During China's Tang dynasty the emperor has taken the princess of a neighboring province as wife. She has borne him two sons and raised his eldest. Now his control over his dominion is complete, including the royal family itself.
Famous film director Guido Contini struggles to find harmony in his professional and personal lives, as he engages in dramatic relationships with his wife, his mistress, his muse, his agent, and his mother.
In 1929 an impoverished nine-year-old named Chiyo from a fishing village is sold to a geisha house in Kyoto's Gion district and subjected to cruel treatment from the owners and the head geisha Hatsumomo. Her stunning beauty attracts the vindictive jealousy of Hatsumomo, until she is rescued by and taken under the wing of Hatsumomo's bitter rival, Mameha. Under Mameha's mentorship, Chiyo becomes the geisha named Sayuri, trained in all the artistic and social skills a geisha must master in order to survive in her society. As a renowned geisha she enters a society of wealth, privilege, and political intrigue. As World War II looms Japan and the geisha's world are forever changed by the onslaught of history. Written by
Youki Kudoh revealed in an interview that her grandmother had suffered much heartache when her husband took a Geisha as a mistress during their marriage. See more »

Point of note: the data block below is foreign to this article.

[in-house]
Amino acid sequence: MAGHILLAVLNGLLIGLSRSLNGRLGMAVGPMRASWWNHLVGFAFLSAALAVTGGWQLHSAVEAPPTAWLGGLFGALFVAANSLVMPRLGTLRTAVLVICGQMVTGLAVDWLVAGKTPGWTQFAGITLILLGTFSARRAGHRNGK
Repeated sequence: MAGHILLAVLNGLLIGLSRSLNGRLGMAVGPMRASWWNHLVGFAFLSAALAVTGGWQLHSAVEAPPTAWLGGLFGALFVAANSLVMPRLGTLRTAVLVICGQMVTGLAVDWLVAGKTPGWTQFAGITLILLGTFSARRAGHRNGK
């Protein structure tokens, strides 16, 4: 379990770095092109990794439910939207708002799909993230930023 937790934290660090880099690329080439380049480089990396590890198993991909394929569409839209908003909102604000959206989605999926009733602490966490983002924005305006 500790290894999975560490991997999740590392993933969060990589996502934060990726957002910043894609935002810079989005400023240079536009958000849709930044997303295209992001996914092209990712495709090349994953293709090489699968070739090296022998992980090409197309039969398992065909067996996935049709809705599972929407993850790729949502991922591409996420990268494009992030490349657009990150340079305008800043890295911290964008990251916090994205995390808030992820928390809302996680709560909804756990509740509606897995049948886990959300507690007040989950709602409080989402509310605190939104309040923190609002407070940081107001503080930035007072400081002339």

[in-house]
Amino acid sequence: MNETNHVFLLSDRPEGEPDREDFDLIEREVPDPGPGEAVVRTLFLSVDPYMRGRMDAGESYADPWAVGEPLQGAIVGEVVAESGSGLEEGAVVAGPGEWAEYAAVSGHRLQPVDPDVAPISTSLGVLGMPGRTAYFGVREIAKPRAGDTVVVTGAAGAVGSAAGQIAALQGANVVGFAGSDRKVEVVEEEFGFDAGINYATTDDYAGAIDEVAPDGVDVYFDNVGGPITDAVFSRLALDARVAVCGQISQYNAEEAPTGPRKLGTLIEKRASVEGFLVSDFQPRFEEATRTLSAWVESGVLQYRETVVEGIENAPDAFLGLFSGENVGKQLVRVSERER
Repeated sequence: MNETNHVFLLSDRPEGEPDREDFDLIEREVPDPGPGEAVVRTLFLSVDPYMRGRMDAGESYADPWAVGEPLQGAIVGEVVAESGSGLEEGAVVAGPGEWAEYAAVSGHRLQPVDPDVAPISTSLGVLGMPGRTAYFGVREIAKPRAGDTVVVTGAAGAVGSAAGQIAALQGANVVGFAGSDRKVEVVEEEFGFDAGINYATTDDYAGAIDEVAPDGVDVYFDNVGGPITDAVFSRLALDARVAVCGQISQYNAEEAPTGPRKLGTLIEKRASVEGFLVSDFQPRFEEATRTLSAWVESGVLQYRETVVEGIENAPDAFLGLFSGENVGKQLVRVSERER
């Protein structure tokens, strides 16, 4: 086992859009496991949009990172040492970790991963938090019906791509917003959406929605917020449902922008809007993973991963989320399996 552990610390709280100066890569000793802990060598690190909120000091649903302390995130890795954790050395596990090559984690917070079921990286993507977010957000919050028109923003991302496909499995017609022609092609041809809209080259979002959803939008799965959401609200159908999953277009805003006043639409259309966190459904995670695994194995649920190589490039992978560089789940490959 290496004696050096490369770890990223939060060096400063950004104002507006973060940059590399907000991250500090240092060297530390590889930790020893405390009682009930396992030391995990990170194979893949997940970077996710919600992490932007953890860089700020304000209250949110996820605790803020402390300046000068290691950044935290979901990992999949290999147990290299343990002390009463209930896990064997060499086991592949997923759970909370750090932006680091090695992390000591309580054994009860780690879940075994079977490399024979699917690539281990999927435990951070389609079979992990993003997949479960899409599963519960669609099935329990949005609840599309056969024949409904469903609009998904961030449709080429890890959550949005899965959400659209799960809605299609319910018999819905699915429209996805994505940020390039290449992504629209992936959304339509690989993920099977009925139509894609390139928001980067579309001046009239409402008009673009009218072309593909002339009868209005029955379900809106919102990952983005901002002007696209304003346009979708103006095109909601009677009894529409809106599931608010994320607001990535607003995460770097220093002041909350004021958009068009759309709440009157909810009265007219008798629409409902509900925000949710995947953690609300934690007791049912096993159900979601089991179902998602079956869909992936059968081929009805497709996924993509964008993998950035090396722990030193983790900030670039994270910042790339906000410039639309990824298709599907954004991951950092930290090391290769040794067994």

When Chiyo's virginity is discussed, you can see Mother smoke cigarettes (in a holder). During the scene the length of the cigarette varies. See more »
[while little Chiyo is on the train to the hanamachi]
My mother always said my sister, Satsu was like wood. As rooted to the earth as a sakura tree... But she told me I was like water... Water can carve its way through stone. And when trapped, water makes a new path.
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personally, i don't know what everyone was so anxious about before viewing this movie. i had heard a lot of praise about the cinematography and the depth and emotion of the storyline. who cares if the actors were of different race? i know a lot of people will take offense to that, but being an Asian-American myself, it didn't bother me too much, since it wasn't what i thought of while watching the movie. who has time to think of different dialects and someone being Chinese when a beautiful story of the life of a geisha is being told.
i thought maybe the movie would not live up to the book, but i felt the adaptation was done well. although some of the casting could have been done better, i got chills from mother, angry at hatsumomo, and grew respect for the character of mameha, just as i had from the book. the movie did a fine job establishing the highly disciplined world of a geisha, a world where many sacrifices are to be made.
all in all, the movie was fantastic, and if people could just look beyond the issue of worrying about the nationality of a character who is supposed to be Japanese (and to me, its not a huge issue) I'm sure you will enjoy the movie.
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